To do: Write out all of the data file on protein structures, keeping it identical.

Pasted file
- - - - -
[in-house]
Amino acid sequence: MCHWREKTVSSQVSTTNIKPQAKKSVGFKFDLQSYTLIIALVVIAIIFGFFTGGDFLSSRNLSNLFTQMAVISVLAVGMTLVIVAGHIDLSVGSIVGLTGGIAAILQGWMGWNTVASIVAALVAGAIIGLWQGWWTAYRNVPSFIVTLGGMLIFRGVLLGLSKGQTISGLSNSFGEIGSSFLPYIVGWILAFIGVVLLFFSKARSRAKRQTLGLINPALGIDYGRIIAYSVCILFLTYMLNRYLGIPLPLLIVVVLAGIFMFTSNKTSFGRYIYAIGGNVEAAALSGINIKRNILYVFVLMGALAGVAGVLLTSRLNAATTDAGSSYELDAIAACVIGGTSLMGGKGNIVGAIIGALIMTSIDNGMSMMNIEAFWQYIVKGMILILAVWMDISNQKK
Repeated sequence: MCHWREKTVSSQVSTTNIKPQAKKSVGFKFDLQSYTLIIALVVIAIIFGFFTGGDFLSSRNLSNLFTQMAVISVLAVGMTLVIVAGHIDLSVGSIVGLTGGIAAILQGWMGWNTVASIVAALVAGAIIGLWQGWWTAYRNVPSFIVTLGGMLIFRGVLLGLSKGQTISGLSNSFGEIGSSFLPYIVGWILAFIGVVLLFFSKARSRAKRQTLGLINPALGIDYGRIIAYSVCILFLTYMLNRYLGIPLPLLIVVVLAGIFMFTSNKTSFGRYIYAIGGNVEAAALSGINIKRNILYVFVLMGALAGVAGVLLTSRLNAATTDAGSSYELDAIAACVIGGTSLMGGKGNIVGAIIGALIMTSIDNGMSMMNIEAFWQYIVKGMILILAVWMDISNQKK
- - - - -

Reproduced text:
[in-house]
Amino acid sequence: MCHWREKTVSSQVSTTNIKPQAKKSVGFKFDLQSYTLIIALVVIAIIFGFFTGGDFLSSRNLSNLFTQMAVISVLAVGMTLVIVAGHIDLSVGSIVGLTGGIAAILQGWMGWNTVASIVAALVAGAIIGLWQGWWTAYRNVPSFIVTLGGMLIFRGVLLGLSKGQTISGLSNSFGEIGSSFLPYIVGWILAFIGVVLLFFSKARSRAKRQTLGLINPALGIDYGRIIAYSVCILFLTYMLNRYLGIPLPLLIVVVLAGIFMFTSNKTSFGRYIYAIGGNVEAAALSGINIKRNILYVFVLMGALAGVAGVLLTSRLNAATTDAGSSYELDAIAACVIGGTSLMGGKGNIVGAIIGALIMTSIDNGMSMMNIEAFWQYIVKGMILILAVWMDISNQKK
Repeated sequence: MCHWREKTVSSQVSTTNIKPQAKKSVGFKFDLQSYTLIIALVVIAIIFGFFTGGDFLSSRNLSNLFTQMAVISVLAVGMTLVIVAGHIDLSVGSIVGLTGGIAAILQGWMGWNTVASIVAALVAGAIIGLWQGWWTAYRNVPSFIVTLGGMLIFRGVLLGLSKGQTISGLSNSFGEIGSSFLPYIVGWILAFIGVVLLFFSKARSRAKRQTLGLINPALGIDYGRIIAYSVCILFLTYMLNRYLGIPLPLLIVVVLAGIFMFTSNKTSFGRYIYAIGGNVEAAALSGINIKRNILYVFVLMGALAGVAGVLLTSRLNAATTDAGSSYELDAIAACVIGGTSLMGGKGNIVGAIIGALIMTSIDNGMSMMNIEAFWQYIVKGMILILAVWMDISNQKK